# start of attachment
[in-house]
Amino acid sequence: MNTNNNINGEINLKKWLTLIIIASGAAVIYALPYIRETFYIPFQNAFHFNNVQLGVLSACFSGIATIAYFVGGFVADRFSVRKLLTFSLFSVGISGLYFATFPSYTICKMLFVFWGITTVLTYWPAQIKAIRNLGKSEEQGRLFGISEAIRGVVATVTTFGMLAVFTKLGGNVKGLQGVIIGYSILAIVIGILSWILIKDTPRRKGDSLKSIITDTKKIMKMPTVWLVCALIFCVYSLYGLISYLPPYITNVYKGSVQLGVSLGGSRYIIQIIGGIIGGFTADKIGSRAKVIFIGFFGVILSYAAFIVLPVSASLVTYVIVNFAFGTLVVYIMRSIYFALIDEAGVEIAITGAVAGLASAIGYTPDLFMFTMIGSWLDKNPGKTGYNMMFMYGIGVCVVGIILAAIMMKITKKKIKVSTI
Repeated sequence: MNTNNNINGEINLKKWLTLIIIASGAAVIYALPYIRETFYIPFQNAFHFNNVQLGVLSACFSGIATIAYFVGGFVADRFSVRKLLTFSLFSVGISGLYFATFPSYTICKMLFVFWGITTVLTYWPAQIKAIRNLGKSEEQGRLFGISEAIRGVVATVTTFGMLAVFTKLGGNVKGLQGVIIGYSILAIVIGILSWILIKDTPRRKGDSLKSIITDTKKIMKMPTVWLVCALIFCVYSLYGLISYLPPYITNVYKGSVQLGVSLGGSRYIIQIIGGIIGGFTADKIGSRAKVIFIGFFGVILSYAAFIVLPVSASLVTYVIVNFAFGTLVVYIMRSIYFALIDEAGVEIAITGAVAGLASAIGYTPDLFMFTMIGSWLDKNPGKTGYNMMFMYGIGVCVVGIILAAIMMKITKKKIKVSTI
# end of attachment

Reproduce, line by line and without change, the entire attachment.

[in-house]
Amino acid sequence: MNTNNNINGEINLKKWLTLIIIASGAAVIYALPYIRETFYIPFQNAFHFNNVQLGVLSACFSGIATIAYFVGGFVADRFSVRKLLTFSLFSVGISGLYFATFPSYTICKMLFVFWGITTVLTYWPAQIKAIRNLGKSEEQGRLFGISEAIRGVVATVTTFGMLAVFTKLGGNVKGLQGVIIGYSILAIVIGILSWILIKDTPRRKGDSLKSIITDTKKIMKMPTVWLVCALIFCVYSLYGLISYLPPYITNVYKGSVQLGVSLGGSRYIIQIIGGIIGGFTADKIGSRAKVIFIGFFGVILSYAAFIVLPVSASLVTYVIVNFAFGTLVVYIMRSIYFALIDEAGVEIAITGAVAGLASAIGYTPDLFMFTMIGSWLDKNPGKTGYNMMFMYGIGVCVVGIILAAIMMKITKKKIKVSTI
Repeated sequence: MNTNNNINGEINLKKWLTLIIIASGAAVIYALPYIRETFYIPFQNAFHFNNVQLGVLSACFSGIATIAYFVGGFVADRFSVRKLLTFSLFSVGISGLYFATFPSYTICKMLFVFWGITTVLTYWPAQIKAIRNLGKSEEQGRLFGISEAIRGVVATVTTFGMLAVFTKLGGNVKGLQGVIIGYSILAIVIGILSWILIKDTPRRKGDSLKSIITDTKKIMKMPTVWLVCALIFCVYSLYGLISYLPPYITNVYKGSVQLGVSLGGSRYIIQIIGGIIGGFTADKIGSRAKVIFIGFFGVILSYAAFIVLPVSASLVTYVIVNFAFGTLVVYIMRSIYFALIDEAGVEIAITGAVAGLASAIGYTPDLFMFTMIGSWLDKNPGKTGYNMMFMYGIGVCVVGIILAAIMMKITKKKIKVSTI